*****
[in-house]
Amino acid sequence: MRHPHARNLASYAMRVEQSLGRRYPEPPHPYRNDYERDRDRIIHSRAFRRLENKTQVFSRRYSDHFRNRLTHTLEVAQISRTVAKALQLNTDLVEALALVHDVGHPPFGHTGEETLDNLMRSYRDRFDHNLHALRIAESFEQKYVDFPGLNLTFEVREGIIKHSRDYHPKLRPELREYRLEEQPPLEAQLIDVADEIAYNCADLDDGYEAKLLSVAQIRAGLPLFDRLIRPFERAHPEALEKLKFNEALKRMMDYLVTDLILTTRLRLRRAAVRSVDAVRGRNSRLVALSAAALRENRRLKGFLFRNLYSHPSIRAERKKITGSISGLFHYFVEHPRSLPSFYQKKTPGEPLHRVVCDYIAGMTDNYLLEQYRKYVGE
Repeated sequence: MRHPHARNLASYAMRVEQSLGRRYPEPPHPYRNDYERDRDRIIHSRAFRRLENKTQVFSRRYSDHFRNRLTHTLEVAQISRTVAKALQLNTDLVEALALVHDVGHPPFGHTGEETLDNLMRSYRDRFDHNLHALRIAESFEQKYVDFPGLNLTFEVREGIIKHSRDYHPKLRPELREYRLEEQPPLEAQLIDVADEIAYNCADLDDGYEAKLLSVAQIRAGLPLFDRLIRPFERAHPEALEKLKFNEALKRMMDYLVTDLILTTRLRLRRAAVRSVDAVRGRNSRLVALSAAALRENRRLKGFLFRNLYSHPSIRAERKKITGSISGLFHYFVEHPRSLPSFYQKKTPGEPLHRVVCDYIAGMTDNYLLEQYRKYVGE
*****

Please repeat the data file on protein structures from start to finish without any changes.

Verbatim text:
[in-house]
Amino acid sequence: MRHPHARNLASYAMRVEQSLGRRYPEPPHPYRNDYERDRDRIIHSRAFRRLENKTQVFSRRYSDHFRNRLTHTLEVAQISRTVAKALQLNTDLVEALALVHDVGHPPFGHTGEETLDNLMRSYRDRFDHNLHALRIAESFEQKYVDFPGLNLTFEVREGIIKHSRDYHPKLRPELREYRLEEQPPLEAQLIDVADEIAYNCADLDDGYEAKLLSVAQIRAGLPLFDRLIRPFERAHPEALEKLKFNEALKRMMDYLVTDLILTTRLRLRRAAVRSVDAVRGRNSRLVALSAAALRENRRLKGFLFRNLYSHPSIRAERKKITGSISGLFHYFVEHPRSLPSFYQKKTPGEPLHRVVCDYIAGMTDNYLLEQYRKYVGE
Repeated sequence: MRHPHARNLASYAMRVEQSLGRRYPEPPHPYRNDYERDRDRIIHSRAFRRLENKTQVFSRRYSDHFRNRLTHTLEVAQISRTVAKALQLNTDLVEALALVHDVGHPPFGHTGEETLDNLMRSYRDRFDHNLHALRIAESFEQKYVDFPGLNLTFEVREGIIKHSRDYHPKLRPELREYRLEEQPPLEAQLIDVADEIAYNCADLDDGYEAKLLSVAQIRAGLPLFDRLIRPFERAHPEALEKLKFNEALKRMMDYLVTDLILTTRLRLRRAAVRSVDAVRGRNSRLVALSAAALRENRRLKGFLFRNLYSHPSIRAERKKITGSISGLFHYFVEHPRSLPSFYQKKTPGEPLHRVVCDYIAGMTDNYLLEQYRKYVGE